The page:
These days most kids can name more Pokémon characters than birds species. At first that might seem a bit surprising, but it actually points to something incredible. Children have an innate insatiable curiosity for learning about creatures (real or make believe) and an amazing capacity to absorb a lot of information about these creatures.
Gotta See ‘Em All!
If your child is into Pokemon – awesome! Pokémon is a perfect segue way to teaching your child about birds (and other creatures too!).
In this post I have a fun Pokémon inspired birding activity that you can do with your child. At the end of this post check out my birds watching tips for kids and my list of bird books for kids.
Let’s get started!
PokéBirds Birding Activity
For this activity you will need:
- A child that loves Pokémon
- A pile of Pokémon cards
- Information about local birds (books, apps or internet)
- The outdoors!
Step 1: Identify Flying Type Pokémon
Start by sitting with your child and identifying at all their flying type Pokémon cards, not just the ones that look like birds.
If possible, ask your child to put all the flying type Pokémon in a separate pile. Some kids have their Pokémon organized in special binders or piles and may not want to do this. That’s ok. You can just make a note of the different flying type creatures together.
While your child is going through their cards you can ask:
- What makes a Pokémon a flying type?
- What special powers do flying type Pokémon have?
- Which flying type Pokémon is your favourite? Why?
Step 2: Select Bird Type Pokémon
Flying type Pokémon creatures include things like dragons, bats, butterflies, insects, mythical creatures and birds. Together with your child identify only the Pokémon creatures that have bird like features. To get started try asking your child:
What kind of features (body parts) do birds have?
Birds have beaks, wings, feathers, two legs and lays eggs. They are not mammals or reptiles but are endothermic vertebrates – cool beans!
Check out this neat immersive What is Unique to Birds? interactive feature from the Cornell Lab Bird Academy to learn more about what makes birds unique.
Step 3: Match Pokémon to Real Birds
Get you child (or yourself) to write down the names of the bird type Pokémon you have discovered.
Next to each Pokémon creature, write down what a matching bird that lives in your area or a bird that lives somewhere in our world. You can be general (a woodpecker) or specific to your area (red-breasted sapsucker).
Use bird identification books, birding apps (Audubon Birding app, eBird, MerlinBird ID) or the internet to help you and your child decide which bird is the best match.
If you have multiple kids doing this, get them to work together and see what they come up with.
Here is handy (free) printable PokéBird Checklist!
You might be surprised to see that many bird-like Pokémon are similar to common to birds that live in your backyard or nearby park. Here are some possible answers.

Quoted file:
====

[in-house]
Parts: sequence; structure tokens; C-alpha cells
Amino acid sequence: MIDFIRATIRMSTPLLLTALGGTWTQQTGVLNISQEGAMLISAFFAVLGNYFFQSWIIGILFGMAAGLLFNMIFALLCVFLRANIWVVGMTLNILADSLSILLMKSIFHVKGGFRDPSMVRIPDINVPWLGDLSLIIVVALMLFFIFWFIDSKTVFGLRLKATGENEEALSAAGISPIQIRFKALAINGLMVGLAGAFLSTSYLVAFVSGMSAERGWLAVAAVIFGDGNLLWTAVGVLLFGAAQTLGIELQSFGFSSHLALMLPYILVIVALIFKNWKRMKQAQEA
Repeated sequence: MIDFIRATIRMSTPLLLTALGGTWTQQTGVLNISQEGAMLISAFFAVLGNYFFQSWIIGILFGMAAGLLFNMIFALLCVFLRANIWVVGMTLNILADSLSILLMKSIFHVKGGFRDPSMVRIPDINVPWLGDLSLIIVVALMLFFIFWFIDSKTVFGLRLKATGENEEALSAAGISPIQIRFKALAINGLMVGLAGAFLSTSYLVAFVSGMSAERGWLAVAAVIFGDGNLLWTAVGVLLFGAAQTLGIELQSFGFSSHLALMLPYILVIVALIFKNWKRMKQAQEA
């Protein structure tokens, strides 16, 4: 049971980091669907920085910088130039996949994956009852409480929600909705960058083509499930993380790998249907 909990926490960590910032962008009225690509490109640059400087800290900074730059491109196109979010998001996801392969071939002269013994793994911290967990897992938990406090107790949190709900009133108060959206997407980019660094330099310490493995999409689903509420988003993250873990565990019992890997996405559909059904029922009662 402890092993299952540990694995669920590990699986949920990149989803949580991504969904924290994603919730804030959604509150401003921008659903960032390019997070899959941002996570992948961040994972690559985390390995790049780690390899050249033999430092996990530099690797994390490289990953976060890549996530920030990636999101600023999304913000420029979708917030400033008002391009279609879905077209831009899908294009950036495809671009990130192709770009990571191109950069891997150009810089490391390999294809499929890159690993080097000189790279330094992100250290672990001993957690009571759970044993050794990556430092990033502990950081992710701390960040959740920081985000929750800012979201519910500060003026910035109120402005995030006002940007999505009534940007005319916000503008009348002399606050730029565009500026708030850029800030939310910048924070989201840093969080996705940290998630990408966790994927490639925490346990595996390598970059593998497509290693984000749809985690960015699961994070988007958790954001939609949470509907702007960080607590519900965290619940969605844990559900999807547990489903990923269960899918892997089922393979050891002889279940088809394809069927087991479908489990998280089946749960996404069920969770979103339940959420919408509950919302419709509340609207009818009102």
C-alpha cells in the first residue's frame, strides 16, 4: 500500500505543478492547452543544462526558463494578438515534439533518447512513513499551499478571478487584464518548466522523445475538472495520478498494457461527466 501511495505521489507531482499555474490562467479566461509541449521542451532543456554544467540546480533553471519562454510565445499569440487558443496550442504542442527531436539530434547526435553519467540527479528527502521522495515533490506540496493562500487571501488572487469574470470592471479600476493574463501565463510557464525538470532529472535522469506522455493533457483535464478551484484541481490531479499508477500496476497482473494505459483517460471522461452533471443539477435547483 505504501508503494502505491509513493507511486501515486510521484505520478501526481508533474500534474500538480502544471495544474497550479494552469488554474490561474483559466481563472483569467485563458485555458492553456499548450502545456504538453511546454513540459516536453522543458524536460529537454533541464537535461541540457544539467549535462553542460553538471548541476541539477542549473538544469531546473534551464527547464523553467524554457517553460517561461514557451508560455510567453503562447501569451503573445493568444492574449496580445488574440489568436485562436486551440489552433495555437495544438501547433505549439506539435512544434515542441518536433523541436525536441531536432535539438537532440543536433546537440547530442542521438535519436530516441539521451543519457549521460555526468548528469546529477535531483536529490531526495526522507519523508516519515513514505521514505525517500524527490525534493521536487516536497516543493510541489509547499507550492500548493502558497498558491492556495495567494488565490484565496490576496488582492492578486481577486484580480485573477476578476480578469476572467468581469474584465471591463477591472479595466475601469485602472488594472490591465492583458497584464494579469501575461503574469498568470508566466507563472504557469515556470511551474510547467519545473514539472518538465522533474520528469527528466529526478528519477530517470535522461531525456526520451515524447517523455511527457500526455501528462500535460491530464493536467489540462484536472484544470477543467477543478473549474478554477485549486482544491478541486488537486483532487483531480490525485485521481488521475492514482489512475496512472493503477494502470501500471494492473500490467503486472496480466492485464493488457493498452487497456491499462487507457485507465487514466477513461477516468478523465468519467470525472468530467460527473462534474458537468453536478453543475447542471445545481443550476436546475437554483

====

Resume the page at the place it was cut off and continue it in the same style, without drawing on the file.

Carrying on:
- Ducklett (duck)
- Fletchling (robin)
- Hawlucha (hawk)
- Noctowl (owl)
- Pidove (pigeon)
- Pikipek (woodpecker)
- Rufflet (eagle)
- Spearrow (sparrow)
- Starly (starling)
- Swablu (bluebird)
- Swanna (swan)
- Taillow (swallow)
- Vullaby (vulture)
- Wingull (seagull)
Step 4: Gotta See ‘Em All!
Now it’s time to turn this into a real life PokéBird adventure! Bring the list, Pokémon cards and bird identification guide and see how many of these birds you can find outside.
Try to visit different locations and put a check-mark by the birds you find. This project will most likely take several days or maybe even weeks to complete especially if your child added penguin or toucan to their list!
Optional: My Birding Notes
For kids that like to keep nature journals, print off some off these My Birding Notes printable (free) to bring along. Your child can keep them in a binder and make their very own bird identification guide.
*This journal page is an excerpt from My Spring Nature Journal, a 161 pages nature journal for kids between the ages of 8 and 12. You can learn more about My Spring Nature Journal HERE or get it HERE.
Bird Watching Tips for Kids
- Visit different places. Different birds like to live in different places. Ducks and seagulls like to live near water. Robins enjoy parks, gardens or backyards. Woodpeckers hang around trees and wooden telephone poles.
- Use your eyes and ears. If you can’t see any birds encourage your child to stop and listen. Follow the sounds to find birds.
- Try binoculars. Binoculars can help kids see birds close up. If you decide to buy binoculars, look for binoculars that are easy for kids to use. Look for binoculars that have a wide field of view (30 or 32 mm) with a lower zoom power (6 or 7x)).
- Set up a bird feeder. Bring the birds to you by setting up a birdfeeder near your home (and out of reach of neighbourhood cats!)
- Download a birding app like eBird and Merlin Bird ID.
- Participate in a bird count. Take part in the Audubon Great Backyard Bird Count.
- Read books about birds. There are so many good books about birds for kids. I’ve listed several below.
Birds Books for Kids
- Backyard Birds (Field Guides for Young Naturalists) by Karen Stray Nolting and Jonathan Latimer
- Birds: A Fully Illustrated, Authoritative and Easy-to-Use Guide by Herbert Zim and Ira Gabrielson
- Birds from Head to Tail by Stacey Roderick
- Birds, Nests & Eggs (Take Along Guides) by Mel Boring
- Bird Watching for Kids: Bite-sized Learning & Backyard Projects by George H. Harrison
- Have You Heard the Nesting Bird? by Rita Gray
- My Book of Birds by Geraldo Valério
- National Geographic Kids Bird Guide of North America by Jonathan Alderfer
- The Bird that Loved the Mountain by Eric Carle
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